Servlets: Java on the Server Side
As useful as applets can be, they are just one half of the client/server equation. Not long after the initial release of Java, it became obvious that Java would also be useful on the server side. The result was the servlet. A servlet is a small program that executes on the server. Just as applets dynamically extend the functionality of a web browser, servlets dynamically extend the functionality of a web server. Thus, with the advent of the servlet, Java spanned both sides of the client/server connection.
Servlets are used to create dynamically generated content that is then served to the client. For example, an online store might use a servlet to look up the price for an item in a database. The price information is then used to dynamically generate a web page that is sent to the browser. Although dynamically generated content is available through mechanisms such as CGI (Common Gateway Interface), the servlet offers several advantages, including increased performance.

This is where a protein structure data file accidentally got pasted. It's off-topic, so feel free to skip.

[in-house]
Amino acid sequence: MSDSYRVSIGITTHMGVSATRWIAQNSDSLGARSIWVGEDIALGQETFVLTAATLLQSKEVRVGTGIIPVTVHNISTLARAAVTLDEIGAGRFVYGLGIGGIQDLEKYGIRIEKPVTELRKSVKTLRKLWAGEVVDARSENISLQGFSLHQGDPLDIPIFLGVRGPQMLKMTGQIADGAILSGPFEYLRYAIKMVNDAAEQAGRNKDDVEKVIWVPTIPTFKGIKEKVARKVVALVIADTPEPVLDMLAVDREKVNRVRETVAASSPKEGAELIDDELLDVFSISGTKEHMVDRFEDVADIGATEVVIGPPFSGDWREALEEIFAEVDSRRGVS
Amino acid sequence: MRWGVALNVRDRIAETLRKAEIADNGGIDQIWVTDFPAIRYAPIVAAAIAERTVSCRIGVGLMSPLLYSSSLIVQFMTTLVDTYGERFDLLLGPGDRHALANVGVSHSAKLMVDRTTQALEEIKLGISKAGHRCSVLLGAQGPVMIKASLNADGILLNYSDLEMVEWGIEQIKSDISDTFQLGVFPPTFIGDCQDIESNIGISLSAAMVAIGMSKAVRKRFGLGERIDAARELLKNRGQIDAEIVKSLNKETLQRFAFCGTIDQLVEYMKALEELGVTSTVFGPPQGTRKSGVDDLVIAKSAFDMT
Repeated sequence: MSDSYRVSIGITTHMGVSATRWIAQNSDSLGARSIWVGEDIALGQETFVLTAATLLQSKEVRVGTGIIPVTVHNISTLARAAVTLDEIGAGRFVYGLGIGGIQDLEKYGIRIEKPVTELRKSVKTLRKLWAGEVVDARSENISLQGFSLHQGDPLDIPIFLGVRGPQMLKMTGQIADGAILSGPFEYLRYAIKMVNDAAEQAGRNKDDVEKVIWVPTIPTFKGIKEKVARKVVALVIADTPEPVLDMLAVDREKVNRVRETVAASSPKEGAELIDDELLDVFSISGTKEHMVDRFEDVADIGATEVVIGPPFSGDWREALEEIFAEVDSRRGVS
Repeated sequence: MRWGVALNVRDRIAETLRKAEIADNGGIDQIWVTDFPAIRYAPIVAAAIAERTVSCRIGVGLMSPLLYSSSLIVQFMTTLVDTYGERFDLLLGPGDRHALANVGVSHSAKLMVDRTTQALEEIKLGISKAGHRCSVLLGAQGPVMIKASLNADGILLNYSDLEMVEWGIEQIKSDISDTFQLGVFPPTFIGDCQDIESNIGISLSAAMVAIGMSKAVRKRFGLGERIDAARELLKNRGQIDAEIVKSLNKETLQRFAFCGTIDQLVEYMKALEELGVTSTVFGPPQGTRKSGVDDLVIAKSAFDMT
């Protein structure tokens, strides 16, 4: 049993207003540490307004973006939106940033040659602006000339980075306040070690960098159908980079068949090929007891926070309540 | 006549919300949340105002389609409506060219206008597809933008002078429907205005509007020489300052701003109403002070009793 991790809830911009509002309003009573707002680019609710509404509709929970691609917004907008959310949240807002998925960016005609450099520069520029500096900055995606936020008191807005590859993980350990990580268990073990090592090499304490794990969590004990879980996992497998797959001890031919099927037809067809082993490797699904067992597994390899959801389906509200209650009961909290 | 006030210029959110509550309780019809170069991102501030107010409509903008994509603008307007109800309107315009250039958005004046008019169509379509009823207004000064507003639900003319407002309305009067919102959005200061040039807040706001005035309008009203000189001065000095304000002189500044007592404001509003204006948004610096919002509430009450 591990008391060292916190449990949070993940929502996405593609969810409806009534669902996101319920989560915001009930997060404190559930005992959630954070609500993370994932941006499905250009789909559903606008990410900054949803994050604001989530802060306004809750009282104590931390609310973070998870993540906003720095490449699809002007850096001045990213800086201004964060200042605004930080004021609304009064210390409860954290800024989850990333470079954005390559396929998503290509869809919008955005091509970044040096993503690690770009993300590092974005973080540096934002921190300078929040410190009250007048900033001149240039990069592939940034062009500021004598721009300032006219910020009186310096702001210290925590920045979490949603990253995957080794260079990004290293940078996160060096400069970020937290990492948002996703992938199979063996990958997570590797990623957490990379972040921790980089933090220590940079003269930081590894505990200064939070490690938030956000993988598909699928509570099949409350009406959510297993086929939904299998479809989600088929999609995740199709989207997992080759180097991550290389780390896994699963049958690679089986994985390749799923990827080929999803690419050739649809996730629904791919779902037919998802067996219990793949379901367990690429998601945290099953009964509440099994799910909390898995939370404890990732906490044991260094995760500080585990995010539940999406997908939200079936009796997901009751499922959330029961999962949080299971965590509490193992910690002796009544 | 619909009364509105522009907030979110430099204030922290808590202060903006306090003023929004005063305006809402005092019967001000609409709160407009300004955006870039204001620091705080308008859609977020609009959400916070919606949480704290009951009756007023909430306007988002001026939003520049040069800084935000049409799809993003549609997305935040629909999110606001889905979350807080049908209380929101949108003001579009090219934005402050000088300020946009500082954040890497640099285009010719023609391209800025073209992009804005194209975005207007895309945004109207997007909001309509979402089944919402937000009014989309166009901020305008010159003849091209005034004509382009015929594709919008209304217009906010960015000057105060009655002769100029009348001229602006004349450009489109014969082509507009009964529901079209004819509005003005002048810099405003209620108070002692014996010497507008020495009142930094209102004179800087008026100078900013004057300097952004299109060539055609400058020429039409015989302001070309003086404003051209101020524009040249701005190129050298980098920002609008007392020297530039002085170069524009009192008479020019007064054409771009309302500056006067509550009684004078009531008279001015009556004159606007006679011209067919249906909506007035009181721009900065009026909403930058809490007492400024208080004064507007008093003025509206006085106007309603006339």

Because servlets (like all Java programs) are compiled into bytecode and executed by the JVM, they are highly portable. Thus, the same servlet can be used in a variety of different server environments. The only requirements are that the server support the JVM and a servlet container.
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